The most recent wolf hearing in this Court took place this past week, on March 24. The purpose of that hearing was supposedly for Judge Molloy to listen to the verbal arguments of attorneys representing more than a dozen environmental groups, including the Defenders of Wildlife and the Center for Biological Diversity, who were seeking changes to the "experimental" and "non-
essential" classification of the Canadian wolves released in Montana, Idaho and Wyoming. However, the dozens of protesters out on the sidewalk adjacent to the court building felt that the hearing had been scheduled for an entirely different reason, to facilitate a scheme that had been in the planning stage for months by the U.S. Fish and Wildlife Service, and the environmental organizations which had filed the lawsuit to have the classification definitions changed, or eliminated altogether.
Those feelings were due to a chain of related events the previous week, that for many western residents has looked more and more like an orchestrated plan by a number of parties, with one ultimate goal - and that is to kill two pieces of wolf legislation back in Washington D.C. And that would be Senate Bill 249 (Hatch-UT) and House Resolution 509 (Rehberg-MT). Both share a common purpose, and that is to remove the wolf from the Endangered Species List, turning over wolf management to the state wildlife agencies in each and every state.
That "coincidental" chain of events began on Thursday, March 17, when the environmental legal firm known as Earthjustice announced they were dropping out of the litigation, and would no longer be representing the 13 groups which have been the "Plaintiffs" who have brought the wolf issue to Molloy's court on a number of occasions. Then, the very next day, the U.S. Department of the Interior and the U.S. Fish and Wildlife Service issued a joint press release, announcing that an agreement had been struck with "some of" the plaintiffs that have repeatedly fought wolf management. However, four organizations had split away from that coalition, and vowed that they would maintain their opposition to any wolf management hunts. Those groups were the Alliance for the Wild Rockies, Western Watersheds Project, Friends of the Clearwater, and the Humane Society of the United States.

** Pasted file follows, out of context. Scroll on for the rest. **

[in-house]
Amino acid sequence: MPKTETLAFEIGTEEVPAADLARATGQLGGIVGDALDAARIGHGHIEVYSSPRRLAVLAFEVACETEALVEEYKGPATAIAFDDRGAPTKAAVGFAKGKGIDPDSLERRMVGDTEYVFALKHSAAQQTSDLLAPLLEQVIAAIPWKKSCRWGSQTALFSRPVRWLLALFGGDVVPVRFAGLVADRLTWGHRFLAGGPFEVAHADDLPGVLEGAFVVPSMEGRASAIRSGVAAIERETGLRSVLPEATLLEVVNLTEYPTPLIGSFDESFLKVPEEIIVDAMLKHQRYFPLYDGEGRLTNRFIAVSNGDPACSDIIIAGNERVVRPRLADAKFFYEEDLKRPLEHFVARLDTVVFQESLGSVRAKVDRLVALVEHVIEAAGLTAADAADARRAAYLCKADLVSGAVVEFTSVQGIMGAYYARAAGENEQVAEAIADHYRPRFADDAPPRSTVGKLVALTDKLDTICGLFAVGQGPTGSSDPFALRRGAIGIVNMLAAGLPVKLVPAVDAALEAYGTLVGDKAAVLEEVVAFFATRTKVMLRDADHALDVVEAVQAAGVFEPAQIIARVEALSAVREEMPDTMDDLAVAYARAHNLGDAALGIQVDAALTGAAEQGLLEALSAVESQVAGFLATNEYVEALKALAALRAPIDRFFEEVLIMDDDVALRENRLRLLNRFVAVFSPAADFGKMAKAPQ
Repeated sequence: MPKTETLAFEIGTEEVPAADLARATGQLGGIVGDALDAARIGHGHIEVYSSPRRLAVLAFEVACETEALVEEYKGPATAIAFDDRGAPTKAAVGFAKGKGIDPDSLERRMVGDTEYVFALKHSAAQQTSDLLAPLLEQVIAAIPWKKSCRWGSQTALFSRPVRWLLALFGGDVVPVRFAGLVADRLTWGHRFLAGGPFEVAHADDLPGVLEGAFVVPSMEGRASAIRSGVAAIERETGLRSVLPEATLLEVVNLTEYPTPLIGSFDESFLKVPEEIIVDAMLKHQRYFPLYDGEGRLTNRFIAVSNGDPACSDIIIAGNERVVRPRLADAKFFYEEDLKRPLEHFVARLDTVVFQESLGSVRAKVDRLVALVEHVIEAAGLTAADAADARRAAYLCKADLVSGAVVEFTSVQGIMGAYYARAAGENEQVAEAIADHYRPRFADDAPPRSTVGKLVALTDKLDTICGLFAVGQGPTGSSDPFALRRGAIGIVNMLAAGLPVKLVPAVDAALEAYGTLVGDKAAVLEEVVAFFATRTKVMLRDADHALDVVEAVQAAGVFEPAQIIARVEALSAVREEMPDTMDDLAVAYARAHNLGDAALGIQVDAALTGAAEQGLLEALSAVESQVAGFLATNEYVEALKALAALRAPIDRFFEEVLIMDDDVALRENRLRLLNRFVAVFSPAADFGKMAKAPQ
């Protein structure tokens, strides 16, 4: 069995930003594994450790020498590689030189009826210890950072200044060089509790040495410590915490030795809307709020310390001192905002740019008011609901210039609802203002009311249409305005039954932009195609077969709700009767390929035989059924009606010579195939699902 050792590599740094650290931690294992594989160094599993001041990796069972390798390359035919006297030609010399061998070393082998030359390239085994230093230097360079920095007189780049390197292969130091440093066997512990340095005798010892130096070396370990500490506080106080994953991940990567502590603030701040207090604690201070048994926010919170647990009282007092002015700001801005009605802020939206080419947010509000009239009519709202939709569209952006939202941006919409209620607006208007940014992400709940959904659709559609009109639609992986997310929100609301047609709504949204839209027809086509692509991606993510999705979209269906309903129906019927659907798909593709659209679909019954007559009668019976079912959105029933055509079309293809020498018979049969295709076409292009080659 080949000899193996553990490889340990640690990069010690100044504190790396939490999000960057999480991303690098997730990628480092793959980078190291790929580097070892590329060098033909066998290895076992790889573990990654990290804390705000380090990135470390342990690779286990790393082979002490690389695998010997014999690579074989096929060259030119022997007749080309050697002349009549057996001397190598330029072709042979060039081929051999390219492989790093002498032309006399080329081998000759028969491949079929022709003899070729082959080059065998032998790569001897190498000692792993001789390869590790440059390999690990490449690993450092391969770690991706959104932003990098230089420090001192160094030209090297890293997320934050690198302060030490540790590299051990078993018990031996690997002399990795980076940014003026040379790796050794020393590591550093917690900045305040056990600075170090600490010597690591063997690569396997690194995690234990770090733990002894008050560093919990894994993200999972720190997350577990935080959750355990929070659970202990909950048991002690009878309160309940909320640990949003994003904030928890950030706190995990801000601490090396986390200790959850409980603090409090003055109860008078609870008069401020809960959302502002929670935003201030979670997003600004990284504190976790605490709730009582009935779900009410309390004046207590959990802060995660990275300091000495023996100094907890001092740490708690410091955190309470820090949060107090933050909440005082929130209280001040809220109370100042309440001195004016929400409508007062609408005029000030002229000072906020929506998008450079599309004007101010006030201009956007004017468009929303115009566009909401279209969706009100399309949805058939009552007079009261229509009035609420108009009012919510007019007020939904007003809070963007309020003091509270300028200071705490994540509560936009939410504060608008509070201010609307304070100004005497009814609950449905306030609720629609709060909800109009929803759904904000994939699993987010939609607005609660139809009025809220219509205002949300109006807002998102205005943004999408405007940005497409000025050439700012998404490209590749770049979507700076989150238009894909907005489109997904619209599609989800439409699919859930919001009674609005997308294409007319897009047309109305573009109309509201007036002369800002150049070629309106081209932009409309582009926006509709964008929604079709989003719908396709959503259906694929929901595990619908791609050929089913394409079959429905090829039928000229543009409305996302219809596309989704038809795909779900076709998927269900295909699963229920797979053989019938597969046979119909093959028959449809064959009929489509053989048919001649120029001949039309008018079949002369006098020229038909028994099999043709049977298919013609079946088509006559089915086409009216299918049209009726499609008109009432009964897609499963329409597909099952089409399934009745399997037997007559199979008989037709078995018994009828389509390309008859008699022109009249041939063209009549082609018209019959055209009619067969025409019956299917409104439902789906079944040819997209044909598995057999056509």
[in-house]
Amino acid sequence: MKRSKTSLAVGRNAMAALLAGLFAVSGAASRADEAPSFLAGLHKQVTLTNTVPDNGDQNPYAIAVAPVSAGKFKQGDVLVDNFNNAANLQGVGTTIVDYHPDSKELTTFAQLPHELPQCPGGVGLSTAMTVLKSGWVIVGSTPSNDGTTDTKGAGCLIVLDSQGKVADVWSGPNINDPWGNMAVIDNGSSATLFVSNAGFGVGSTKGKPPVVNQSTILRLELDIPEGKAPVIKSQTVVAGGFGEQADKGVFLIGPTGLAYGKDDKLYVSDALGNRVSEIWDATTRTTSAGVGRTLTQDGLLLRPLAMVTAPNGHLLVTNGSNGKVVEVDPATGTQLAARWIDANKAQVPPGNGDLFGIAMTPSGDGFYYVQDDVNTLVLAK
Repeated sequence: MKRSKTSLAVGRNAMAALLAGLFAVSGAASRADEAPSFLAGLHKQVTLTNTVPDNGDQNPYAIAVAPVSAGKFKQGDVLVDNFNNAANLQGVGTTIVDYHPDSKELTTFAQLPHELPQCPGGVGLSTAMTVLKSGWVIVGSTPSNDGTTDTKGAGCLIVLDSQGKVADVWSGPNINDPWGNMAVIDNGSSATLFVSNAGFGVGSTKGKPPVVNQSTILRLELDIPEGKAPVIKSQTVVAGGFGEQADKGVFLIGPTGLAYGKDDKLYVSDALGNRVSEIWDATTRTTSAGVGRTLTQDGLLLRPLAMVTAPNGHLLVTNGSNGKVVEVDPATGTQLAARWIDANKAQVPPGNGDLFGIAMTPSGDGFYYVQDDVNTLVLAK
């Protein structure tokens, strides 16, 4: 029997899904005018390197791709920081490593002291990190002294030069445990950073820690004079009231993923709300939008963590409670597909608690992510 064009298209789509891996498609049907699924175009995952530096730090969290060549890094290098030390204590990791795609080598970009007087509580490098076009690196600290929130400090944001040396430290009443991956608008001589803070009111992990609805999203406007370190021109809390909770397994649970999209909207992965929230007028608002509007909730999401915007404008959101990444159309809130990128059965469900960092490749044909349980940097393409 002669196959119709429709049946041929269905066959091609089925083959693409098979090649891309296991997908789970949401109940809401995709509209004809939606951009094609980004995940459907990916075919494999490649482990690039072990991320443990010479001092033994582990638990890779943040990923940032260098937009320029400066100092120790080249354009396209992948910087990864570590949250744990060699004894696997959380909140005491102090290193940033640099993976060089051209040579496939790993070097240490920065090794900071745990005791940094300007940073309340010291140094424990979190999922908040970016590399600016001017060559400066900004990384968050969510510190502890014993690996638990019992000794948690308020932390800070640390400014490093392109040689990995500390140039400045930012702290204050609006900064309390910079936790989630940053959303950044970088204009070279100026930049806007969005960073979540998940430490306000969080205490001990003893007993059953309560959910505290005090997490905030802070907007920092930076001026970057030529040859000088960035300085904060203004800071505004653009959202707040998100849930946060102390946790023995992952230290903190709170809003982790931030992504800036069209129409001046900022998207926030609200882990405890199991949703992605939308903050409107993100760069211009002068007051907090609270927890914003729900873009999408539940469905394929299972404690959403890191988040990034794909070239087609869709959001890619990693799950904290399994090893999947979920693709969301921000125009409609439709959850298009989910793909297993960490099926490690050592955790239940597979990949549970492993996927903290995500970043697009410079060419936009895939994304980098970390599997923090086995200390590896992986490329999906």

Part of that "settlement" is that the agreeing parties will not take wolf management hunts back to court for five years. It also means that Montana and Idaho would get much needed management hunts...but not in Wyoming, Minnesota, Wisconsin and Michigan, where wolves are now making an extremely negative impact on big game populations and on livestock production. Nor in Oregon, Washington, Utah or Colorado, where wolves have begun to habituate, nor in any other state which may decide that wolves are not wanted or needed.